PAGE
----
Perched to capitalise on views through the dipping dunes

Perched on the undulating sand dunes of the Mornington Peninsula National Park, the natural rugged landscape was undoubtedly a key inspiration for Dune House, which has been designed to engage with its environment through a carefully considered palette of natural materials and architectural detail that mimics the distinctive characteristics of the surroundings.

Elevated on slender steel poles the two-storey beach house capitalises on expansive views through dipping dunes, invigorating bushland and the stunning coastline of St Andrews Beach. It is set across 400sqm and consists of two bathrooms, four bedrooms, and a main living dining zone, which was conceived as a viewing platform to enable views across the entire terrain.

“The main living space was designed as a raised pavilion structure sitting high on the dune scape to allow views in all directions,” says architect Michael Baker, Director of Zenibaker Architects’ a local peninsula design studio specialising in unique, finely crafted architecture on the Mornington Peninsula.

Working in harmony with every element that surrounds it, the main structure has been designed to merge cohesively with its background. “Cantilever roof & deck elements contribute to a sense of lightness in this home designed to touch down gently on the natural sand dune topography,” says Michael.

In a relaxed style, the timber-clad beach house evokes traditional coastal shacks, reinterpreted through a flat skillion style roof form, silver-grey cement walls and timber, which was chosen to complement the textures and colours of the dune landscape. “We wanted to achieve a relaxed beach house feel that timber provides,” says Michael.

Internally a sense of balance is achieved by incorporating the visual elements of natural timber materials, working in harmony with the exterior materials and landscape, so that nothing feels out of place. “A natural material pallet was selected for the interior and exterior consisting of soft greys and natural timbers so that the house would merge with the environment both inside and out,” says Michael.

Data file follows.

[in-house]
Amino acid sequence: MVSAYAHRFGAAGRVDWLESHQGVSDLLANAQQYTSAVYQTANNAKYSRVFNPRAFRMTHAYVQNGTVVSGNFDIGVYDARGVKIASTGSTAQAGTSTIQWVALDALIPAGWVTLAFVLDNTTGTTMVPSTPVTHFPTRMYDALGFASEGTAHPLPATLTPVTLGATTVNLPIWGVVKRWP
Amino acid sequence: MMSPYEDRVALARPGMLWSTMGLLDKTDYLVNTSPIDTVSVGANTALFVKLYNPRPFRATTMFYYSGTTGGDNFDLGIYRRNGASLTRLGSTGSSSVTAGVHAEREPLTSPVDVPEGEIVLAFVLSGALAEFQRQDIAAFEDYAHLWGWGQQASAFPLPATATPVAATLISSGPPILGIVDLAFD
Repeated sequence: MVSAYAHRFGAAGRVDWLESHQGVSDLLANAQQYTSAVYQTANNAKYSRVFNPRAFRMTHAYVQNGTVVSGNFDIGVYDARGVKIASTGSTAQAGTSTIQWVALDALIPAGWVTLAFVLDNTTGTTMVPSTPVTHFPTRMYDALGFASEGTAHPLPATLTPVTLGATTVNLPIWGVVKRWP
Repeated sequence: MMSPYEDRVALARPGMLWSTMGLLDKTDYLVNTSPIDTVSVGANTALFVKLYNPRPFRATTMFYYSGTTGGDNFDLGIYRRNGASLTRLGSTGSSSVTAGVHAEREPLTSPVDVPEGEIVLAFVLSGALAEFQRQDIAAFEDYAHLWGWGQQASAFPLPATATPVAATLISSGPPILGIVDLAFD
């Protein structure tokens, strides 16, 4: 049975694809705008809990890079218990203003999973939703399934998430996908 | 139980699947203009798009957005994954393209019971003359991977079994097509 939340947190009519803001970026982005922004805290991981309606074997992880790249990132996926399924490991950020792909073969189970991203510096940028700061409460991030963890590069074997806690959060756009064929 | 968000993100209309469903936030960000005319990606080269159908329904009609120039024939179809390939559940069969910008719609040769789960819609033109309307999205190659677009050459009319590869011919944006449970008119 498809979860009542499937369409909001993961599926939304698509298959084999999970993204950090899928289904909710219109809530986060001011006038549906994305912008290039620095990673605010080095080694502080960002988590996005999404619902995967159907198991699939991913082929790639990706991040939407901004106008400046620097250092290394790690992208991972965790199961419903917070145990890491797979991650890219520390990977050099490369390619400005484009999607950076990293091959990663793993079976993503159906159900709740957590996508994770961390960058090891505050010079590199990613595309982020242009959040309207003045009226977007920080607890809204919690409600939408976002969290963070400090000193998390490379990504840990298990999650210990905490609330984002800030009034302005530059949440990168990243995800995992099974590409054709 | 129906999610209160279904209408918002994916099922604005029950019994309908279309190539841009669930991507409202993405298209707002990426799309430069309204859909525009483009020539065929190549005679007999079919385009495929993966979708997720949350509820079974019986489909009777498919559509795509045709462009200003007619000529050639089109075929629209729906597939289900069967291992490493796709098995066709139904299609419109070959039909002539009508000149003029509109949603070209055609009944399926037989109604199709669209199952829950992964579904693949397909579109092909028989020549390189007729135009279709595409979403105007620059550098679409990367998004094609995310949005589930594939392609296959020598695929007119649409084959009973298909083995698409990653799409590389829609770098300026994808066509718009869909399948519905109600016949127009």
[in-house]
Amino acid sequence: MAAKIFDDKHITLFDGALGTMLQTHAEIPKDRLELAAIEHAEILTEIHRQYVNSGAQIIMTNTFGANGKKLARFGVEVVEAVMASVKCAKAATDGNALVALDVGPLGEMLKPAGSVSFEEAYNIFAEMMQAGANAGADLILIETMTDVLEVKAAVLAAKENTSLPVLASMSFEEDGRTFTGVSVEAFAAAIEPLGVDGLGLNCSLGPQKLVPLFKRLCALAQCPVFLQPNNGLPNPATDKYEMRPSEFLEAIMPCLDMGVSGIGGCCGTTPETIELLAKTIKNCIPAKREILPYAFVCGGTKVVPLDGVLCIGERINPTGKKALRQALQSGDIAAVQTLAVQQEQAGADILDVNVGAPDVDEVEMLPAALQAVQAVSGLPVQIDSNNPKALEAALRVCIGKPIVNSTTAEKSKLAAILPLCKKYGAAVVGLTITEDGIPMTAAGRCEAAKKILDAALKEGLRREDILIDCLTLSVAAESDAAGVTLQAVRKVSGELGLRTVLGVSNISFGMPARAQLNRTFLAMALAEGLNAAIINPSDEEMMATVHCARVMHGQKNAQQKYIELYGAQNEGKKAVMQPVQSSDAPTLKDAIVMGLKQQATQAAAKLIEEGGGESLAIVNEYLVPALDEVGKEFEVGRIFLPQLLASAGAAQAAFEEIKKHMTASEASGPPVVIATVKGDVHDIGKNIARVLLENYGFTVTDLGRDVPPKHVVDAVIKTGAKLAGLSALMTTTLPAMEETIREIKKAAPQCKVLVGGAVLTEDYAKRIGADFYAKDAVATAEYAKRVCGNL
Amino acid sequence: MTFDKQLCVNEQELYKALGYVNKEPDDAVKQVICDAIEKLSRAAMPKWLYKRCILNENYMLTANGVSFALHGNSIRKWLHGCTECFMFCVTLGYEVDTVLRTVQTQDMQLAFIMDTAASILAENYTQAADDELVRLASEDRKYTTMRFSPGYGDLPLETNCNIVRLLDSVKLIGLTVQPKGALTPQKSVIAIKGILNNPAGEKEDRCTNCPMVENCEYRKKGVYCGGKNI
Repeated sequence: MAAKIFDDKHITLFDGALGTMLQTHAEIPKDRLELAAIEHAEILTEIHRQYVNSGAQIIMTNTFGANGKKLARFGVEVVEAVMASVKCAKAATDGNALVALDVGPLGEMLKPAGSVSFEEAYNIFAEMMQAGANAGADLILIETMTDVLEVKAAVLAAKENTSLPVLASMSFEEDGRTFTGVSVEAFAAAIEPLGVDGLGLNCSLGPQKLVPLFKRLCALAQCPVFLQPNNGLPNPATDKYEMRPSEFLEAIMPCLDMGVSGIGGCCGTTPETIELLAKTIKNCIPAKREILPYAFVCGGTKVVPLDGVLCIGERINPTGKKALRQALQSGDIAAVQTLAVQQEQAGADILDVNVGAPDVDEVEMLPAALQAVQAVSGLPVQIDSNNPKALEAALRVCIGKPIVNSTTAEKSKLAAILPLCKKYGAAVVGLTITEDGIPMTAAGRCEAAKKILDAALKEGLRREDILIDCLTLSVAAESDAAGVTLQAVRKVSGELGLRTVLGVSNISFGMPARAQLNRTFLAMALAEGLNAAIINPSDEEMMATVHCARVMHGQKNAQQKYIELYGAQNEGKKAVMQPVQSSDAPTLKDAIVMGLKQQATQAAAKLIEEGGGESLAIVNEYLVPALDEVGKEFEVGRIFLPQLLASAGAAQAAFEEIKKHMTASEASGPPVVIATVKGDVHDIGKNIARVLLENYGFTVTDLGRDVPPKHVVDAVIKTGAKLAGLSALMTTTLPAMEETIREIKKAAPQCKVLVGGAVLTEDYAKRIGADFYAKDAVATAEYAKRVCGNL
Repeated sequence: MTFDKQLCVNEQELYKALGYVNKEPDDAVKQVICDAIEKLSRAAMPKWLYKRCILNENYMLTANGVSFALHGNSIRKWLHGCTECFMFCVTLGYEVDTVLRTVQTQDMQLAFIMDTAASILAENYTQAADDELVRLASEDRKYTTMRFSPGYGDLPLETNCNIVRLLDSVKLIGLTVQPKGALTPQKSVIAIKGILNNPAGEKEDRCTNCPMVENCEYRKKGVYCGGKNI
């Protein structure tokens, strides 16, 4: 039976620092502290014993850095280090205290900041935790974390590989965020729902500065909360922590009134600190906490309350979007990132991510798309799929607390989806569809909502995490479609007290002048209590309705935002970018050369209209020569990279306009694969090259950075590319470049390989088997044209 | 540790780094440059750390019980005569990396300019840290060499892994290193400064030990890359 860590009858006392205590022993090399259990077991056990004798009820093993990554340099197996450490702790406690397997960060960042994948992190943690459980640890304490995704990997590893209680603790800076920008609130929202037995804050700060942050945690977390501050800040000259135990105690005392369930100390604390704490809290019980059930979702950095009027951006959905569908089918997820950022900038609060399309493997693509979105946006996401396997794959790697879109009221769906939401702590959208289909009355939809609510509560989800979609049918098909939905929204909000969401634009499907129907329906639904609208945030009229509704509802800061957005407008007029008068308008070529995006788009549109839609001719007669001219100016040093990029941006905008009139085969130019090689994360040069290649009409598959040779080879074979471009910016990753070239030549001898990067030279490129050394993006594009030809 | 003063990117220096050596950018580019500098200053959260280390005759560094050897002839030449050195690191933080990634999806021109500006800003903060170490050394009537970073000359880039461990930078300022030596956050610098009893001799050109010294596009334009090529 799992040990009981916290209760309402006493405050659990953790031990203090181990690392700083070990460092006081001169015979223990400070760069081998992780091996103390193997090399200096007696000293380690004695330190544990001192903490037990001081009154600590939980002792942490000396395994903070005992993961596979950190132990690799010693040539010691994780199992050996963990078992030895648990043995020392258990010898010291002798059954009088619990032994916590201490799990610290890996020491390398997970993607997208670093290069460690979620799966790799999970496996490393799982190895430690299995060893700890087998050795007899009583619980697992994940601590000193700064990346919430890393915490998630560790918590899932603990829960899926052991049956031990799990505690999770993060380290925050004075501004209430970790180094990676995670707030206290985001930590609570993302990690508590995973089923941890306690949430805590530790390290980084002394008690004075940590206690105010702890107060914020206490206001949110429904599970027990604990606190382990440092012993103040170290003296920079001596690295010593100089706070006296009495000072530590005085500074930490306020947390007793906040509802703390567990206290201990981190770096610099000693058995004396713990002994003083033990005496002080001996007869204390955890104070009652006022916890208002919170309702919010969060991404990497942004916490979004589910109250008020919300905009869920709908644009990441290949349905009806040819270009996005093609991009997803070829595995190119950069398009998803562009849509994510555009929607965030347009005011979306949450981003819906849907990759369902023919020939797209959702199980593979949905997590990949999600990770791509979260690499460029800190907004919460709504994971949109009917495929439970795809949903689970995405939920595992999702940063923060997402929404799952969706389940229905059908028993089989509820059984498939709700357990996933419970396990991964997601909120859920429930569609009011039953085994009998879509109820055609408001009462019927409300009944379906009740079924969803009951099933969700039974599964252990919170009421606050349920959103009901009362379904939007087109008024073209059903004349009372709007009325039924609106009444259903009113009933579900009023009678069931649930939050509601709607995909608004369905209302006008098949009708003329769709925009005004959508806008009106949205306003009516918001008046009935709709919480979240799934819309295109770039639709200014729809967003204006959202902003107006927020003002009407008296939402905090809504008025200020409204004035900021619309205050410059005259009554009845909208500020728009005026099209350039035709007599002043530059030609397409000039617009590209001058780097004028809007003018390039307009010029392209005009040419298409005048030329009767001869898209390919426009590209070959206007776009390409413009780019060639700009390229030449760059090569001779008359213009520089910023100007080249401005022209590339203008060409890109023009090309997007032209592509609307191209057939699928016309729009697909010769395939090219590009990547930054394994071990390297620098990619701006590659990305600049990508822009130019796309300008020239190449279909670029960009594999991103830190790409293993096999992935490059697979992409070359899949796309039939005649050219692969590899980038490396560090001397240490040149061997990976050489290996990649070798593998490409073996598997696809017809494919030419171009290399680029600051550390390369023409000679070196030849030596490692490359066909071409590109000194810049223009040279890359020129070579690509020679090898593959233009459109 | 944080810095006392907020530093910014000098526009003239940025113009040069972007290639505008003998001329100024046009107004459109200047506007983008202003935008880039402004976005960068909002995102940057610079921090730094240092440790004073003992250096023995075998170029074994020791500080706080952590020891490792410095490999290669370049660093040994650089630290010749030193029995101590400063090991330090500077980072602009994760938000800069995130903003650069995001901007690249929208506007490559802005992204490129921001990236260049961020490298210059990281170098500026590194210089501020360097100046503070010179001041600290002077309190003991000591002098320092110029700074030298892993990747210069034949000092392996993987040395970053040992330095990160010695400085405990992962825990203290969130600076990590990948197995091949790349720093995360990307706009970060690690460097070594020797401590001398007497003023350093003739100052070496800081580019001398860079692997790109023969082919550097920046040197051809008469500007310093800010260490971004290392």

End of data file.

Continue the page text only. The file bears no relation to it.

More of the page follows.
In keeping with the location’s natural beauty Big River Group’s premium plywood products were chosen due to their hard-wearing durability, unique visual qualities and natural, warm tones, providing a beautifully aesthetic interior.

ArmourPanel was used for the stair walls, the entry and the living and dining walls, and ceilings. “The ease of installation allowed for these large areas to be covered relatively quickly,” says Michael. Armourpanel is unique in appearance, with the species’ individual grain structures being preserved to maintain their natural characteristics so no two sheets look alike. “It’s the unique visual quality of the large ‘swirling’ crown grain and colour variation that creates a real feature wherever it is used.”

Big River’s premium engineered wood product ArmourCab is designed specifically for cabinetry and joinery applications and enabled a beautifully rich and warm kitchen. The kitchen cabinetry has been created with dramatic shadow line recesses, adding further dimension and depth to the finish. 

While breathtaking, the natural dune scape can also deliver some harsh conditions so materials were selected purposefully, to not only evoke the existing topography but to offer protection against the extensive and immersive landscape.

“The large sheltering skillion roof overhead provides extensive weather protection in what can be a harsh coastal environment,” says Michael. “All the materials that we worked with were chosen with longevity in mind. Due to the location of the property and its exposure to the elements, we required robust materials that didn’t require a high level of maintenance.”

On a quest to find water views architect Michael Baker and his client, set out with a telescopic ladder and a determined resolution. A treacherous adventure that paid off, Dune House is a stunning response to site, emerging brilliantly alongside the unique constraints of its shifting sand dune environment.